Poland’s Senate gets ready to vote on a media bill

In this August 12, 2021 photo, activists hold placards with the logo of the TVN Group during a rally in defence of media freedom and against a bill, that would ban firms from outside the country's broadcasters, in Poland.   | Photo Credit: AP

Poland’s Senate is beginning a two-day session on Thursday, during which it is scheduled to vote —and expected to reject — a media bill seen as targeting a U.S.-owned television network’s ability to keep broadcasting independent news.

However, the Senate has no power to stop it altogether. Even with the Senate rejection, the bill can return to Parliament’s lower house for passage. If it passes there, it would then go to the President for his signature.

However the bill’s chance of becoming law seems dim at the moment, primarily because President Andrzej Duda says he wouldn’t sign it into law in its current form.

The bill, which passed Parliament’s lower house last month, would prevent any non-European entity from owning more than a 49% stake in television or radio broadcasters in Poland.

Its practical effect would be to force Discovery Inc., the U.S. owner of Poland’s largest private television network, TVN, to sell its Polish holdings.

The nationalist ruling party, Law and Justice, drafted the legislation, arguing that it’s a matter of national security to prevent outside bodies from being able to influence public opinion within Poland.

Government opponents view it as an attempt to silence a news broadcaster that is critical of the government and exposes wrongdoing.

Opposition lawmakers have a slim majority in the Senate and have vowed to reject the legislation.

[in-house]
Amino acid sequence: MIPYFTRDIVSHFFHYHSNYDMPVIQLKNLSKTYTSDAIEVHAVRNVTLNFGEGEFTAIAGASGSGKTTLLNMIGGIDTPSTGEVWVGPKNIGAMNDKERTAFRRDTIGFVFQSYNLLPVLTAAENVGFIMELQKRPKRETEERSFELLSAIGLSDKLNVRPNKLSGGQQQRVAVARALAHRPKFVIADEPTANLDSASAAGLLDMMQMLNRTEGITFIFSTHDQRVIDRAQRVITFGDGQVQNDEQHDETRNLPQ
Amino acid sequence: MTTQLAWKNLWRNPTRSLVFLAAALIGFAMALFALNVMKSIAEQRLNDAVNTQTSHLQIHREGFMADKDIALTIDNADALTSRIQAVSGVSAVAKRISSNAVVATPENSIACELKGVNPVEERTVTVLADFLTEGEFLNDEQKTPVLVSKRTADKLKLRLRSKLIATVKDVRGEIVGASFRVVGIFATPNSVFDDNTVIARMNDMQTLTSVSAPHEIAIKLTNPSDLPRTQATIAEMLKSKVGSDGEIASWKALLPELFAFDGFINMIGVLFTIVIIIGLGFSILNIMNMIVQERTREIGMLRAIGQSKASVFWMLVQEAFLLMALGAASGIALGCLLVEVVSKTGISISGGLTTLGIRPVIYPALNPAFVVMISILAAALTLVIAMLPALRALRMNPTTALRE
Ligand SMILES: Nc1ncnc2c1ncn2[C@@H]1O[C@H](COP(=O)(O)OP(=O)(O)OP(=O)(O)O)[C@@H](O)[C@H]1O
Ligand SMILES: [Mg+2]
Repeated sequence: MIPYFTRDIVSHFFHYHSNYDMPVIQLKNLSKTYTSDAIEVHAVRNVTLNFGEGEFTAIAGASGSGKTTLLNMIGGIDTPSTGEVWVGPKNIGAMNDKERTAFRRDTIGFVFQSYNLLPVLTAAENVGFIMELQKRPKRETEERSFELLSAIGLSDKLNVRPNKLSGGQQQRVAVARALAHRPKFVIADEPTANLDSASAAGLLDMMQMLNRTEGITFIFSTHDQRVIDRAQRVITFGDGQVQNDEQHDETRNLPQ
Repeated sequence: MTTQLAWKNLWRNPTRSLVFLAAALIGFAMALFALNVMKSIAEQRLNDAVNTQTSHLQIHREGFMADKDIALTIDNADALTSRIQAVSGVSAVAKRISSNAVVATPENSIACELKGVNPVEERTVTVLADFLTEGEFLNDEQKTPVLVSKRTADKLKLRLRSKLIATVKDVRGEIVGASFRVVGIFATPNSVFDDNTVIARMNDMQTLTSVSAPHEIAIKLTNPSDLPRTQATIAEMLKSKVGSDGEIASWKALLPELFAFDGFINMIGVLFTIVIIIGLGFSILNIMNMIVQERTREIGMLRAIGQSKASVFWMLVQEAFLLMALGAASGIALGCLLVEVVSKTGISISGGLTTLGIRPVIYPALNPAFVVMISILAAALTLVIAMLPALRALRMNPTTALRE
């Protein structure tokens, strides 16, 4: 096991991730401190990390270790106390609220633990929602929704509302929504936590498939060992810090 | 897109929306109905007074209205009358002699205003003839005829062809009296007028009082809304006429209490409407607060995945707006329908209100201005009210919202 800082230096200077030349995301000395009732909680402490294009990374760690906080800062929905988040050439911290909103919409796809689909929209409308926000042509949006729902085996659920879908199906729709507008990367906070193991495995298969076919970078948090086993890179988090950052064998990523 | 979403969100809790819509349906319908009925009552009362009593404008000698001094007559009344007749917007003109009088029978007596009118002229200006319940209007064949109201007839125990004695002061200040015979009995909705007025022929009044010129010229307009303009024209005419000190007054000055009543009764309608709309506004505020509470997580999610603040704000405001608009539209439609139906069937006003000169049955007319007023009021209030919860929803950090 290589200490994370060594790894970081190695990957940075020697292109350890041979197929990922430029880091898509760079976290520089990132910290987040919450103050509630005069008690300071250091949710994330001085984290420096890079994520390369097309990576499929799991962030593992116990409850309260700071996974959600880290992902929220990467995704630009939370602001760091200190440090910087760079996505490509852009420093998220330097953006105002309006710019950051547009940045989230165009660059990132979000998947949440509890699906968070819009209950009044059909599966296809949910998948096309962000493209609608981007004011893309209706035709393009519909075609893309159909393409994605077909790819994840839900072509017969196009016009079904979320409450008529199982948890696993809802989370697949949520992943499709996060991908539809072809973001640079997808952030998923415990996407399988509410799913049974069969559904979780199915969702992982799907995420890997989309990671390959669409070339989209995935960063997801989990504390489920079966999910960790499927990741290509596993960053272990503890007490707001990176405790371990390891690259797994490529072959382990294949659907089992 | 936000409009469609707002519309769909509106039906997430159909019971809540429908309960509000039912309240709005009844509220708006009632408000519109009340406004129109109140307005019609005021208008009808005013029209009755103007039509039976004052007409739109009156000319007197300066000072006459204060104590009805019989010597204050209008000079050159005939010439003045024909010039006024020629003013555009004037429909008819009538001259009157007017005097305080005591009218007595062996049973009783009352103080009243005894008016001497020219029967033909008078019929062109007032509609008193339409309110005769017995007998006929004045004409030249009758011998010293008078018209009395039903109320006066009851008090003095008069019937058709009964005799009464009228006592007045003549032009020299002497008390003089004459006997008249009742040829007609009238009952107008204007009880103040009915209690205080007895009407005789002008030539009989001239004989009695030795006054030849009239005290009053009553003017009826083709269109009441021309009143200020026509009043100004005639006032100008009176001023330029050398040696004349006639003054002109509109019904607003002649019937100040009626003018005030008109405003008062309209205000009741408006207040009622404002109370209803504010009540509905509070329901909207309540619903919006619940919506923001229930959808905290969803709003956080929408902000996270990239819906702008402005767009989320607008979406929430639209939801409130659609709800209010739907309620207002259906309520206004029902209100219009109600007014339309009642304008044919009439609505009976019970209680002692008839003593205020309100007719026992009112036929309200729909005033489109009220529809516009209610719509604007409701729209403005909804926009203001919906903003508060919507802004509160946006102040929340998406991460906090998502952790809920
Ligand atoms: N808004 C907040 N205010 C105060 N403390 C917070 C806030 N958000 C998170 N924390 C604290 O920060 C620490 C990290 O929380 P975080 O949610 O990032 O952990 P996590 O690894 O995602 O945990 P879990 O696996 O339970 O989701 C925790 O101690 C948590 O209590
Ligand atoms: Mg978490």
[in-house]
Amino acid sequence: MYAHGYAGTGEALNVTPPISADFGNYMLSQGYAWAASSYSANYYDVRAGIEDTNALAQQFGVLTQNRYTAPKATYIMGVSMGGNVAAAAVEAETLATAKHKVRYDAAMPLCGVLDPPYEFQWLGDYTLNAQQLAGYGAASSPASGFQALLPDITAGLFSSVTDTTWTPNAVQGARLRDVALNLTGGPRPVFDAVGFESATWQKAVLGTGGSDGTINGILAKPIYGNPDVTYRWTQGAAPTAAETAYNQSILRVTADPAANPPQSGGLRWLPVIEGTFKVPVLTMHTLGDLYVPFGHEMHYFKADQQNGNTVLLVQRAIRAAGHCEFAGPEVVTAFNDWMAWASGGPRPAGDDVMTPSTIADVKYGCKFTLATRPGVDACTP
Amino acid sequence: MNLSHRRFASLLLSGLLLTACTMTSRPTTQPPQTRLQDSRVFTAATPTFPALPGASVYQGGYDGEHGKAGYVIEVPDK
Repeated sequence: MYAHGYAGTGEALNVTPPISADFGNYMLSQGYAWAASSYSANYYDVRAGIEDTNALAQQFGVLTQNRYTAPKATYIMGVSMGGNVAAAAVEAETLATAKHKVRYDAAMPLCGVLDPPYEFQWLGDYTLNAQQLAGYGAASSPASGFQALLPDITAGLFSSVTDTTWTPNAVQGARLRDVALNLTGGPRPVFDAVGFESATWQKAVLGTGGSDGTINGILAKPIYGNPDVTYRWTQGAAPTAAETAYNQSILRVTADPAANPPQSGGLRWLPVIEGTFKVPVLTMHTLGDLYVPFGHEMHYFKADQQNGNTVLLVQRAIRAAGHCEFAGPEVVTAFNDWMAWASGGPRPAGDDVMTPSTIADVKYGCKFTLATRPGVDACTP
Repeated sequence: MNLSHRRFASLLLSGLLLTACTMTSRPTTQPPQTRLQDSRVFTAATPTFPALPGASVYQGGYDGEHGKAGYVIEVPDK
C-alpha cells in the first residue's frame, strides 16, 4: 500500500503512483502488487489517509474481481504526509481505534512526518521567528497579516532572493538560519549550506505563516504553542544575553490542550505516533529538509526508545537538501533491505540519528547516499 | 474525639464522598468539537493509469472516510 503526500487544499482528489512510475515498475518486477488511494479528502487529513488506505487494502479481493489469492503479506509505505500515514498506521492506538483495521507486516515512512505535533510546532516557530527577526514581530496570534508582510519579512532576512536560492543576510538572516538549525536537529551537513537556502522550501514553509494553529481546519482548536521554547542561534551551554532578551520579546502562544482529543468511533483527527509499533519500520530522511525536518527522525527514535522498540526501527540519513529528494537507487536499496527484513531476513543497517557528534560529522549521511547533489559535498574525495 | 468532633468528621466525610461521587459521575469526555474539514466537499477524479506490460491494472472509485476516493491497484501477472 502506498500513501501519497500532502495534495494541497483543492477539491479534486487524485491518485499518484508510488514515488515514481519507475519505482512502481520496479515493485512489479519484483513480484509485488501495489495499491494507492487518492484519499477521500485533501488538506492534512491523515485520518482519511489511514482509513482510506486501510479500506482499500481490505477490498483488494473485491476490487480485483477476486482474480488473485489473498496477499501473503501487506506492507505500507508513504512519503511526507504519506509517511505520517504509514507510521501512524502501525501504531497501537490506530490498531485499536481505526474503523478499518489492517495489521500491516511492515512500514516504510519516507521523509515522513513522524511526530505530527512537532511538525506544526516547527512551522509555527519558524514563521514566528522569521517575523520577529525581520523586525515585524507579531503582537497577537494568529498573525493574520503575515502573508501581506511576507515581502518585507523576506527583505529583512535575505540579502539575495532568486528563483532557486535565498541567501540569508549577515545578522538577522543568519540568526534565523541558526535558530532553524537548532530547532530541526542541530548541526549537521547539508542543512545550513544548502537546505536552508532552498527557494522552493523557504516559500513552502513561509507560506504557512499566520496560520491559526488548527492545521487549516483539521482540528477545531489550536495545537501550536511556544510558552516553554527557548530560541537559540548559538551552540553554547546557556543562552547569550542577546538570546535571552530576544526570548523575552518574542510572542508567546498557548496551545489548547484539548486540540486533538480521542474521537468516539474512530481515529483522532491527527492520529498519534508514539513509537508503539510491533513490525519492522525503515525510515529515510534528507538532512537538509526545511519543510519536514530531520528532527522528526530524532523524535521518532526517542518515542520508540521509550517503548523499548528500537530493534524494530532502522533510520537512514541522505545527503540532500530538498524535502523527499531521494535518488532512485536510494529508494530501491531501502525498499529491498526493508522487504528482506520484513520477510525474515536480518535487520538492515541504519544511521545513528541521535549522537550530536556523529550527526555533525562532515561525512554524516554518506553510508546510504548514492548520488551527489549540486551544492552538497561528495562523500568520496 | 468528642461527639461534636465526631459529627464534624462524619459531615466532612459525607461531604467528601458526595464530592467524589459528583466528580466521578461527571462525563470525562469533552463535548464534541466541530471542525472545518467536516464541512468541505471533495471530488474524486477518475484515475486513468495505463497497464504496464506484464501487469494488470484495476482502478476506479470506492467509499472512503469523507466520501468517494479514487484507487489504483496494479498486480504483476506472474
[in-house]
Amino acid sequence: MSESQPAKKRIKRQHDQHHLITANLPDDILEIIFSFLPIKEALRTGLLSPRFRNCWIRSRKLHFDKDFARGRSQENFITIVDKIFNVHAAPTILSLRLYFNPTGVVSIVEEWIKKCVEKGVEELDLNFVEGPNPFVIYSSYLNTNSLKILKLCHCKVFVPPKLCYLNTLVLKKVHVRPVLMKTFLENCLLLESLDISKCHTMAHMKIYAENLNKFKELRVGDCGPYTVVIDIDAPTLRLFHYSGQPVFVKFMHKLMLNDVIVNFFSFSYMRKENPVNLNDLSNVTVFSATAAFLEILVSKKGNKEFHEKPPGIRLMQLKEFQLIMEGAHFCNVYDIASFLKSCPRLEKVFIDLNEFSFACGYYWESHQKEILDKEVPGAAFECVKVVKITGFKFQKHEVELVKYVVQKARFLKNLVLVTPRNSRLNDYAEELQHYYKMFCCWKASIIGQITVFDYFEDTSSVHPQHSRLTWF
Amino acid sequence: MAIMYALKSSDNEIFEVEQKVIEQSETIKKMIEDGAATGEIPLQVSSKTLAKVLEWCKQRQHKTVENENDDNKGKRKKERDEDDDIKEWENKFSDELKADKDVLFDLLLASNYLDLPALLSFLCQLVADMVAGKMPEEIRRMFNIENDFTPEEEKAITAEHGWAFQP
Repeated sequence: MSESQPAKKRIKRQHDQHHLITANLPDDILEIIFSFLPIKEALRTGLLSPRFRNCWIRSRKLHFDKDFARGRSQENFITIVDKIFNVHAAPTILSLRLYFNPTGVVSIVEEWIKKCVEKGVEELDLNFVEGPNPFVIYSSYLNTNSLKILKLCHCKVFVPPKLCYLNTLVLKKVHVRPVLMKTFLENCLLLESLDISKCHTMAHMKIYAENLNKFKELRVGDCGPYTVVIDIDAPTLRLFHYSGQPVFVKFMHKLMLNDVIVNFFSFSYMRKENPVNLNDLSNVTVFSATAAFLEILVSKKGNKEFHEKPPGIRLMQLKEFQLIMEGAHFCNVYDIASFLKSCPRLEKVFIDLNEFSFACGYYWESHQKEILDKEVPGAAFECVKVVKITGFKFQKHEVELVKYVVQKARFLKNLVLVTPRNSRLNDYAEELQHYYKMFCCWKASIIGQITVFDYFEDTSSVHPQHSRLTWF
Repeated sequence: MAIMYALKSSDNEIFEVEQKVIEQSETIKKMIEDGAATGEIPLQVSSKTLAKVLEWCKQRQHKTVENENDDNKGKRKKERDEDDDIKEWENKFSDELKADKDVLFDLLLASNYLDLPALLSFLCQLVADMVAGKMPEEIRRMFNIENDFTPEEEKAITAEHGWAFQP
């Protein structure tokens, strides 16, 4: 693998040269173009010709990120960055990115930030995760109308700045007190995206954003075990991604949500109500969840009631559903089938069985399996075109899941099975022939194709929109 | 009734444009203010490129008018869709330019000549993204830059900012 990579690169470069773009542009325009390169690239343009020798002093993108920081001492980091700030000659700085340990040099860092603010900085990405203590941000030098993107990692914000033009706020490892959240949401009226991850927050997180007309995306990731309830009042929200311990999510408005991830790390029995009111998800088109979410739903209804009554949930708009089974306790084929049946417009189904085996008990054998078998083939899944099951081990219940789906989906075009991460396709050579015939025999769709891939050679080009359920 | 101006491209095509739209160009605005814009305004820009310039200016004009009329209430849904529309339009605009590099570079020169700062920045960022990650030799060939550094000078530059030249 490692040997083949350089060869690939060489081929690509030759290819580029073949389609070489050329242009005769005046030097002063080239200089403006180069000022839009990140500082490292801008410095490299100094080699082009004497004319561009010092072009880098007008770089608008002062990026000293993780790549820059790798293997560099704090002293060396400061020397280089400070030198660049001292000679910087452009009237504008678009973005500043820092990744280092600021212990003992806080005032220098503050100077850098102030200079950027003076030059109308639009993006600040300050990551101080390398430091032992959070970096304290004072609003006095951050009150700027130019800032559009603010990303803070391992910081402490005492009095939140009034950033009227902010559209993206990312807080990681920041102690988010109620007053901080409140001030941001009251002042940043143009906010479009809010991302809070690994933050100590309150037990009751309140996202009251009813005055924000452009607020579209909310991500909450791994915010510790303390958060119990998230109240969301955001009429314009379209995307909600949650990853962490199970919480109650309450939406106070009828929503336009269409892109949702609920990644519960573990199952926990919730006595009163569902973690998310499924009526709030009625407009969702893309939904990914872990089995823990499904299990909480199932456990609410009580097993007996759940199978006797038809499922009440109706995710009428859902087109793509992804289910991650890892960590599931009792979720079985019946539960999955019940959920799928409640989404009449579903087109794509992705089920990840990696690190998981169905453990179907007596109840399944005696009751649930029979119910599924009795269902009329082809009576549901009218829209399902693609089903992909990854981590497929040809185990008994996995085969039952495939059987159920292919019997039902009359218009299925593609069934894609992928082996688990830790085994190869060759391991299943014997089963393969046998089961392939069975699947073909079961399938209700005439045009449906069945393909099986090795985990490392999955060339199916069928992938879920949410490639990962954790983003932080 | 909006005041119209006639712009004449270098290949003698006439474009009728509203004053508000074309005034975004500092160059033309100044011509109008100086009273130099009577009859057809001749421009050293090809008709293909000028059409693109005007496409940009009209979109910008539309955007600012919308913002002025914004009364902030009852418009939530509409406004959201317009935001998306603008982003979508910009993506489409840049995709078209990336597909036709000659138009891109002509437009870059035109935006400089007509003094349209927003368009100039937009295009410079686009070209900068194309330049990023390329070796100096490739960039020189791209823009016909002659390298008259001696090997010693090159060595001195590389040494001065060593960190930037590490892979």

If the bill returns to the Sejm, the lower house, it’s also not clear if Law and Justice could get it through a second time, due to some defections from the ruling coalition causing it to have a more fragile parliamentary majority.

Furthermore, Mr. Duda, though an ally of Law and Justice, says he will veto the legislation in its current form. Last month, he called it “a controversial solution that is incomprehensible” to the United States, citing the U.S. attitude towards the protection of property and freedom of speech.

U.S. Secretary of State, Antony Blinken, said last month that the United States was “deeply troubled” by the legislation targeting TVN.

“Poland has worked for decades to foster a vibrant and free media,” Mr. Blinken said. “This draft legislation would significantly weaken the media environment the Polish people have worked so long to build.”

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Printable version | Dec 9, 2021 4:34:56 AM |

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